Milky Way Ruled Out As Origin Of Powerful Cosmic Rays.
Calling them rays is a misnomer, based on decades-old misunderstanding of the phenomenon that identified it as electromagnetic radiation, but the name has stuck. Actually, cosmic rays are high-energy sub-atomic particles - nuclei of elements from hydrogen to iron, which means they are positively charged. If taken together, the number of cosmic rays that actually hit Earth is several hundred thousand every second (about 30 pass through everybody each second), but the number of high-energy cosmic rays that reach Earth is much smaller.
To illustrate that in terms that are relatively easy for laypersons to understand, Michigan Technological University (MTU) said in (http://www.mtu.edu/news/stories/2017/september/detecting-cosmic-rays-galaxy-far-far-away.html) a statement Thursday: "It's extremely rare for cosmic rays with energy greater than two joules to reach Earth; the rate of their arrival at the top of the atmosphere is only about one per square kilometer per year, the equivalent to one cosmic ray hitting an area the size of a soccer field about once per century."
Figuring out where these particles - whose existence has been known for over 50 years now - originate is important for astrophysics, since it can tell us a lot about how matter forms, the nature of matter beyond the solar system, and offer clues about the origin of the universe itself. And the best way we currently have to identify their place of origin is to look at the direction they approach Earth from.
That is easier said than done, though. The highest-energy cosmic rays are rare, and given their charged nature - which makes them interact with the magnetic fields of large objects in space they encounter, such as galaxies - they deviate somewhat from their original direction of travel. Scientists had previously speculated that the center of the Milky Way could be where these particles were originating, but the new study rules that out.
A group of over 400 scientists from 18 countries describe in the paper, published Friday in the journal Science, that they detected an asymmetry in the distribution of arrival directions of cosmic particles as they approached Earth. The scientists found the most prominent arrival direction to be about 120 degrees away from the direction that points toward the center of the Milky Way.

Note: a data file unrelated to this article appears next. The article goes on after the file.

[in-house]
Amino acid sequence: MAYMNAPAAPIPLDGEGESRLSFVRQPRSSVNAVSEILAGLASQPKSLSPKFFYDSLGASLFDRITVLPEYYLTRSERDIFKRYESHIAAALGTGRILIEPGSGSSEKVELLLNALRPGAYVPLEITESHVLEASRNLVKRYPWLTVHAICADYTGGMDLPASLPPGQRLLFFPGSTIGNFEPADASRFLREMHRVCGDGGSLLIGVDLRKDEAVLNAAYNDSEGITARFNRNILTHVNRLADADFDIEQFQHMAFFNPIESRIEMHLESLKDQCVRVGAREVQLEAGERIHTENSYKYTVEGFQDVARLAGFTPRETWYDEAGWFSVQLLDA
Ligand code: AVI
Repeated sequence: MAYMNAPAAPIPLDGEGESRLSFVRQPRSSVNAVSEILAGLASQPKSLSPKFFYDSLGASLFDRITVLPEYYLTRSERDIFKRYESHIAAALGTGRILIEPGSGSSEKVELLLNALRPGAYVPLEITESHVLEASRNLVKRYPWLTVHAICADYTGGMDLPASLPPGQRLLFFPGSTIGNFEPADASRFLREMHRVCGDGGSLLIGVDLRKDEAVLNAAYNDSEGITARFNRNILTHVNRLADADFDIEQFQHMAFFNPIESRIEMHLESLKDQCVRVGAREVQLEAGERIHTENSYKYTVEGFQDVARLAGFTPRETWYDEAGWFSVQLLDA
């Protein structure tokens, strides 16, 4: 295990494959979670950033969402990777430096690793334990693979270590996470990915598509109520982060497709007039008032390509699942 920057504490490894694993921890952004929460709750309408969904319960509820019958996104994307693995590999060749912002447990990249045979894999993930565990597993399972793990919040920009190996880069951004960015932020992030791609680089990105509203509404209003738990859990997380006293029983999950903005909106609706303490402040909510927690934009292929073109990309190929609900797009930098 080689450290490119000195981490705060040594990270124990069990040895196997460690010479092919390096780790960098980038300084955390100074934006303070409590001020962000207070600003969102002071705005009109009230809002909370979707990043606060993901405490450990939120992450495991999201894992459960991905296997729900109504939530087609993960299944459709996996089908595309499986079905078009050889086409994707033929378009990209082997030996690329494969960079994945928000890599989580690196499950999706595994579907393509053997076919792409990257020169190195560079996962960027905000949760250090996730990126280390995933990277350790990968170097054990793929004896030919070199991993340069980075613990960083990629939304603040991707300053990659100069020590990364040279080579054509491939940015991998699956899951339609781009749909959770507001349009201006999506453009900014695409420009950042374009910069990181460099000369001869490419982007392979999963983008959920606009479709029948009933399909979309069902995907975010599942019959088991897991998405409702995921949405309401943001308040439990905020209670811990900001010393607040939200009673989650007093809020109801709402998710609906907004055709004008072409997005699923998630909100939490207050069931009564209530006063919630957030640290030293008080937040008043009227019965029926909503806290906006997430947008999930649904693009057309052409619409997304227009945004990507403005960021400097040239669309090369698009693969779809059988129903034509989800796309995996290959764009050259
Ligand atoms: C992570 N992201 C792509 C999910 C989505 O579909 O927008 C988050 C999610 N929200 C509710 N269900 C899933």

"There have been other pieces of evidence, but I would say this paper really confirms that most of the highest energy cosmic ray particles are not coming from the Milky Way galaxy," Gregory Snow, a University of Nebraska-Lincoln (UNL) physics professor, who was a co-author on the paper and is education and outreach coordinator for the Pierre Auger Observatory project, said in (http://news.unl.edu/newsrooms/today/article/study-confirms-cosmic-rays-have-extragalactic-origins/) a statement Thursday.
The Pierre Auger Observatory in Argentina was built in 2001, with the specific purpose of studying cosmic rays. It is made up of 1,600 particle detectors spread across an 1,160-square-mile area in a hexagonal grid. The research team that published the Science paper had been collecting data for 12 years - from 2004 to 2016 - and that formed the basis for their results.
Low-energy cosmic rays are produced much closer home, by the sun, but they are not of much interest to astrophysicists, as opposed to the particles emerging from outside our home galaxy which are perhaps the highest-energy particles in nature, several times more energetic than those that can be produced in labs and particle accelerators on Earth.
"The particles we detect are so energetic they have to come from astrophysical phenomena that are extremely violent. Some galaxies have an explosive, massive black hole in their centers and there are theories that these very violent centers accelerate particles of very high energy that eventually reach Earth," Snow said about the abilities of the Pierre Auger Observatory.
""We are now considerably closer to solving the mystery of where and how these extraordinary particles are created, a question of great interest to astrophysicists," Karl-Heinz Kampert, a professor at the University of Wuppertal in Germany and spokesperson for the Auger collaboration, said in the MTU statement.
The (http://science.sciencemag.org/content/357/6357/1266) paper titled "Observation of a large-scale anisotropy in the arrival directions of cosmic rays above 8 AaAaAeAa 1018 eV" concludes: "The direction of t rays indicates that the particles originated in other galaxies and not from nearby sources within our own Milky Way Galaxy."
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|Publication:||International Business Times - US ed.|
|Date:||Sep 22, 2017|
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